Tanvi Misra is a staff writer for CityLab covering immigrant communities, housing, economic inequality, and culture. She also authors Navigator, a weekly newsletter for urban explorers (subscribe here). Her work also appears in The Atlantic, NPR, and BBC.
Two artists tell the story of the Egyptian capital and its residents through photos of rickety old sidewalk chairs.
For the last four years, artists Manar Moursi and David Puig have been walking around Egypt's capital, taking photos of discarded chairs on the sidewalks. Now they want to turn their project into a book, Sidewalk Salon: 1001 Street Chairs of Cairo, which will feature a selection of these photos to help piece together a unique portrait of the city.
"These far-from-perfect, used chairs, which populate Cairo’s sidewalks, speak of the city from below," Moursi writes via email. She says the street chairs enabled her and Puig to tell the stories of the people who sit on them, as well as explore the urban and social dynamics in one of the world's biggest cities.
The chairs, discarded by schools, offices, and apartment buildings, are a pretty common site on Cairo's streets, but they are often overlooked in the frenzy of the city. If you do manage to take a closer look, you'll notice that the rickety old things have a lot of character—they bear the "charm of imperfection," Moursi says. The chairs have lived many lives, she says. Here's how she describes their multiple life cycles in her email:
In the streets of Cairo, chairs can have many incarnations, passing from one set of buttocks to another, supporting generations. In between assignments, some can be temporarily relieved from their mission; packed in balconies, thrown on rooftops, hanging legs up on fences or telephone booths. Demobilized, they wait to be called again to the front lines of the city. A couple of nails, a pirate leg, a few carton boards can bring to an end a season in the purgatory of chairs. At the hands of a new owner, an old chair can come back to life.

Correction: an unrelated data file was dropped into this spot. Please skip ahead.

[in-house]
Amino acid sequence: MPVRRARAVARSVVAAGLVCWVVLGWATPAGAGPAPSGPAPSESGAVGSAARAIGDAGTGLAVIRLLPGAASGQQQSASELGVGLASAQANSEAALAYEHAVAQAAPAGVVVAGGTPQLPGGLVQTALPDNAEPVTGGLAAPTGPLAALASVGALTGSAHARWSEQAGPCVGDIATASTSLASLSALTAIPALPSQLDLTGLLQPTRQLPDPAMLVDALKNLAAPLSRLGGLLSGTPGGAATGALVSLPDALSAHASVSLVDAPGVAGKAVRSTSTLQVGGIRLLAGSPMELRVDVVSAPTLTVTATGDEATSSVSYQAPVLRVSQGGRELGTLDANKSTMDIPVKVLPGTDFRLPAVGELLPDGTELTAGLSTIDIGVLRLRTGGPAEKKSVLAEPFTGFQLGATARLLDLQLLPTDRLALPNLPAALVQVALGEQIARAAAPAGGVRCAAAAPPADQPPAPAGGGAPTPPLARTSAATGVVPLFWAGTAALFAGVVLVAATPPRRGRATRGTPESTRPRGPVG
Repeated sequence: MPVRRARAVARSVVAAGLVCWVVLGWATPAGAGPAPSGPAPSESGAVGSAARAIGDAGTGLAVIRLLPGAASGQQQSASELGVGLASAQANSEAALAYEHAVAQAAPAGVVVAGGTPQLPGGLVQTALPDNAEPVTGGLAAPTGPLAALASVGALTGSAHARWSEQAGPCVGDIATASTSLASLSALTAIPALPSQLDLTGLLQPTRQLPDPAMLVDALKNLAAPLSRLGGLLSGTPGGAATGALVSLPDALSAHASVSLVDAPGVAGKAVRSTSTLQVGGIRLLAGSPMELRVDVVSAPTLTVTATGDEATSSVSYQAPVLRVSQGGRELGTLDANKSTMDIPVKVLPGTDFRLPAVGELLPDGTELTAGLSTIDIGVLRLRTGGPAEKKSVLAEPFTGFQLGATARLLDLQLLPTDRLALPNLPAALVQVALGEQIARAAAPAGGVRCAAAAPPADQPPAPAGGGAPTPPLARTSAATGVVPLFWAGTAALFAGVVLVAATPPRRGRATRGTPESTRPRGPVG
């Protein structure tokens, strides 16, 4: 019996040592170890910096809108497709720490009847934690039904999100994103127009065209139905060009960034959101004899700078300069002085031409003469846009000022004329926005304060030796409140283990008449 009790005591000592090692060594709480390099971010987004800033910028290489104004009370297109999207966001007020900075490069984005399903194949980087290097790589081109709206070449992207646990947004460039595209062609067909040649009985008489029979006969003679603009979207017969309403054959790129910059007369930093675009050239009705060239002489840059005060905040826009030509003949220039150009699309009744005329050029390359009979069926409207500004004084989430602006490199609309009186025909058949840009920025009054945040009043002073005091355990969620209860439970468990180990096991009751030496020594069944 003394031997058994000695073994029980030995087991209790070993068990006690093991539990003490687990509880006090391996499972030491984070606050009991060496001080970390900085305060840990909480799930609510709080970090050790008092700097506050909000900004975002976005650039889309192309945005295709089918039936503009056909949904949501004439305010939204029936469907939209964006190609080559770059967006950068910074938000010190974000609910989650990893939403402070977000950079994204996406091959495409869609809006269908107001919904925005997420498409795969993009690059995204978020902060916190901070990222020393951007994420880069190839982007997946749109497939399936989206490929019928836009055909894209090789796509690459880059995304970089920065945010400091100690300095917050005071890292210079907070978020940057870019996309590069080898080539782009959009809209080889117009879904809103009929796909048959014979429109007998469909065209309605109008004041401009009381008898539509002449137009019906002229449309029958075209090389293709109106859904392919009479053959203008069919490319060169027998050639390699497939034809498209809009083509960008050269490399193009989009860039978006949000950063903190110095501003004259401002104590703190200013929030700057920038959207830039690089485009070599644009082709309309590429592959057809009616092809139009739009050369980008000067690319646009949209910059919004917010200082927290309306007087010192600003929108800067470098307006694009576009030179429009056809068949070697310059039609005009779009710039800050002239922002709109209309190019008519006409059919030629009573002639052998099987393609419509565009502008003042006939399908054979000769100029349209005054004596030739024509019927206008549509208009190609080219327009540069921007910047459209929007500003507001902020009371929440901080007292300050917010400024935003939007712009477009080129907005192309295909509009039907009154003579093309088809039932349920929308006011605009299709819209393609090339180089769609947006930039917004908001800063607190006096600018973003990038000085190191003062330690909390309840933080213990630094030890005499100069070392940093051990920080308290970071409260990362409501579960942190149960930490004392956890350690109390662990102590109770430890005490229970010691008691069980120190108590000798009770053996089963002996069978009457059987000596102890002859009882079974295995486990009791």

In the book mock-up, the portraits of these old chairs are accompanied by interviews with some of their new owners. These are regular Cairo residents—guards, doormen, street sellers, and cafe-goers—who spend a lot of their day outside. For some of them, the chair they sit on is a big part of their daily lives, allowing them moments of stillness in an otherwise chaotic day.
Here's an excerpt of an interview with a man named Mohammad Dar El Salam who has been sitting on the same chair for 10 years:
But sitting isn't the only purpose of the sidewalk chairs. Small business owners use them to customize the public space surrounding their shops or cafes, propping up water coolers, mannequins, or table tops, for example:
Whatever their purpose, the chairs reflect the resilience and adaptability of the their users. El Salam, the man whose interview is excerpted above, likens the makeshift urban fixtures to pharaohs:
The pharaohs put up with a lot, things happened to them, and tragedies befell them. They lived through that all and dealt with it, and they still had hope for tomorrow. Us Egyptians, we’re true pharaohs. I swear, I’m serious here, we’re like the pharaohs, we can put up with anything. And this chair, as long as it’s with us, it can put up with things too.
Here are some other portraits from the Sidewalk Salon project:
All images courtesy of Manar Moursi and David Puig.
H/t: Pop-Up City